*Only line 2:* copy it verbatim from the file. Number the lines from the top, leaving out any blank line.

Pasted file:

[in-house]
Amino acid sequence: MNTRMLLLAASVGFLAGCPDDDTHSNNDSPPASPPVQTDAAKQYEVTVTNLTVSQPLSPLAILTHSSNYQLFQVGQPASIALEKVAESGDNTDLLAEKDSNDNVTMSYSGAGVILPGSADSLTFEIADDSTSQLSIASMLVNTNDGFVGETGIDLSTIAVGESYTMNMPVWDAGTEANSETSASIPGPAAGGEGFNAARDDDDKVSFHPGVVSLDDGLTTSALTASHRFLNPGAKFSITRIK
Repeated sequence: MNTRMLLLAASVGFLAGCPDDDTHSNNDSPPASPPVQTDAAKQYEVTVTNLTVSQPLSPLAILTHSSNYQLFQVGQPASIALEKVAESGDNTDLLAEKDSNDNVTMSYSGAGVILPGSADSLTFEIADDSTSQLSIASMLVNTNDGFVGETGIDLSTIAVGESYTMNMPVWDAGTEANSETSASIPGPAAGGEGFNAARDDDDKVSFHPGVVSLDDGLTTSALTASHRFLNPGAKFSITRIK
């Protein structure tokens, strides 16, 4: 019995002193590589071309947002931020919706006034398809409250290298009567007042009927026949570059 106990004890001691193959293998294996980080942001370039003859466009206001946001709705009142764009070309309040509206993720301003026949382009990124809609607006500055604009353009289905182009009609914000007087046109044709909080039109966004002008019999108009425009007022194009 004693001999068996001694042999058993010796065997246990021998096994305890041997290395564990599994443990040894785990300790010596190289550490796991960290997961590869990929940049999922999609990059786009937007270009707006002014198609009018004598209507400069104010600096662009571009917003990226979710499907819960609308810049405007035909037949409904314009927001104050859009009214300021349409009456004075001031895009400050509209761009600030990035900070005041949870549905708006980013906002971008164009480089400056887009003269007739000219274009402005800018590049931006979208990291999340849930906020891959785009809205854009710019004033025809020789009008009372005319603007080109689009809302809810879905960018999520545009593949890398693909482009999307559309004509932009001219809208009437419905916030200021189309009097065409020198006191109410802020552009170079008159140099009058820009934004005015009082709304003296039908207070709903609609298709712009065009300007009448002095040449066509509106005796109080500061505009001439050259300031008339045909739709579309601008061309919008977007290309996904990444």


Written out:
Amino acid sequence: MNTRMLLLAASVGFLAGCPDDDTHSNNDSPPASPPVQTDAAKQYEVTVTNLTVSQPLSPLAILTHSSNYQLFQVGQPASIALEKVAESGDNTDLLAEKDSNDNVTMSYSGAGVILPGSADSLTFEIADDSTSQLSIASMLVNTNDGFVGETGIDLSTIAVGESYTMNMPVWDAGTEANSETSASIPGPAAGGEGFNAARDDDDKVSFHPGVVSLDDGLTTSALTASHRFLNPGAKFSITRIK